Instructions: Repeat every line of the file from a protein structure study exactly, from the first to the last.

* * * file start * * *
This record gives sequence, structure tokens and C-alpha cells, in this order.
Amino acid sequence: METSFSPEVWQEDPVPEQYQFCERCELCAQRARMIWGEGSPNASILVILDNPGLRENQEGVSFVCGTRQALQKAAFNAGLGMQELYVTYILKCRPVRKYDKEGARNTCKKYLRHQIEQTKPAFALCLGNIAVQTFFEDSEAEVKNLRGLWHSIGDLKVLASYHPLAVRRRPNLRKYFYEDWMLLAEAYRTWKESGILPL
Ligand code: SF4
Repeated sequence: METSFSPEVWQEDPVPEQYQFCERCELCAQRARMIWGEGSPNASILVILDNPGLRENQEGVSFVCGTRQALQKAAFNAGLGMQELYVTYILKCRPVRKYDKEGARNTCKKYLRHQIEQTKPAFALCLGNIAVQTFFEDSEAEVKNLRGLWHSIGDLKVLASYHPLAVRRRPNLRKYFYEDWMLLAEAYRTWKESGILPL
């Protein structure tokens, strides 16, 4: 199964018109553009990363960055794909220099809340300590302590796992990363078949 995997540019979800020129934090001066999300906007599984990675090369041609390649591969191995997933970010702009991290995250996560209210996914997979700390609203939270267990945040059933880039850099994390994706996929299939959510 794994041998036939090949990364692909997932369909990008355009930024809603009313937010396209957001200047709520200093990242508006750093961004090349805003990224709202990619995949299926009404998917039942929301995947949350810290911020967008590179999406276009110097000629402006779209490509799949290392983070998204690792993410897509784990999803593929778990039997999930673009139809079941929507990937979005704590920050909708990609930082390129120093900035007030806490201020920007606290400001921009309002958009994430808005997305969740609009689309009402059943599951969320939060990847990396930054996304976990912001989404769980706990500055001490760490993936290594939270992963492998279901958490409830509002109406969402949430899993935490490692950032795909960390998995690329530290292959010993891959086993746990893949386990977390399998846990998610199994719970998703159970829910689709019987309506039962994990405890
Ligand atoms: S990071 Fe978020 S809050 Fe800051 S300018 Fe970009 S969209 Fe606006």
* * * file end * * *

This record gives sequence, structure tokens and C-alpha cells, in this order.
Amino acid sequence: METSFSPEVWQEDPVPEQYQFCERCELCAQRARMIWGEGSPNASILVILDNPGLRENQEGVSFVCGTRQALQKAAFNAGLGMQELYVTYILKCRPVRKYDKEGARNTCKKYLRHQIEQTKPAFALCLGNIAVQTFFEDSEAEVKNLRGLWHSIGDLKVLASYHPLAVRRRPNLRKYFYEDWMLLAEAYRTWKESGILPL
Ligand code: SF4
Repeated sequence: METSFSPEVWQEDPVPEQYQFCERCELCAQRARMIWGEGSPNASILVILDNPGLRENQEGVSFVCGTRQALQKAAFNAGLGMQELYVTYILKCRPVRKYDKEGARNTCKKYLRHQIEQTKPAFALCLGNIAVQTFFEDSEAEVKNLRGLWHSIGDLKVLASYHPLAVRRRPNLRKYFYEDWMLLAEAYRTWKESGILPL
């Protein structure tokens, strides 16, 4: 199964018109553009990363960055794909220099809340300590302590796992990363078949 995997540019979800020129934090001066999300906007599984990675090369041609390649591969191995997933970010702009991290995250996560209210996914997979700390609203939270267990945040059933880039850099994390994706996929299939959510 794994041998036939090949990364692909997932369909990008355009930024809603009313937010396209957001200047709520200093990242508006750093961004090349805003990224709202990619995949299926009404998917039942929301995947949350810290911020967008590179999406276009110097000629402006779209490509799949290392983070998204690792993410897509784990999803593929778990039997999930673009139809079941929507990937979005704590920050909708990609930082390129120093900035007030806490201020920007606290400001921009309002958009994430808005997305969740609009689309009402059943599951969320939060990847990396930054996304976990912001989404769980706990500055001490760490993936290594939270992963492998279901958490409830509002109406969402949430899993935490490692950032795909960390998995690329530290292959010993891959086993746990893949386990977390399998846990998610199994719970998703159970829910689709019987309506039962994990405890
Ligand atoms: S990071 Fe978020 S809050 Fe800051 S300018 Fe970009 S969209 Fe606006």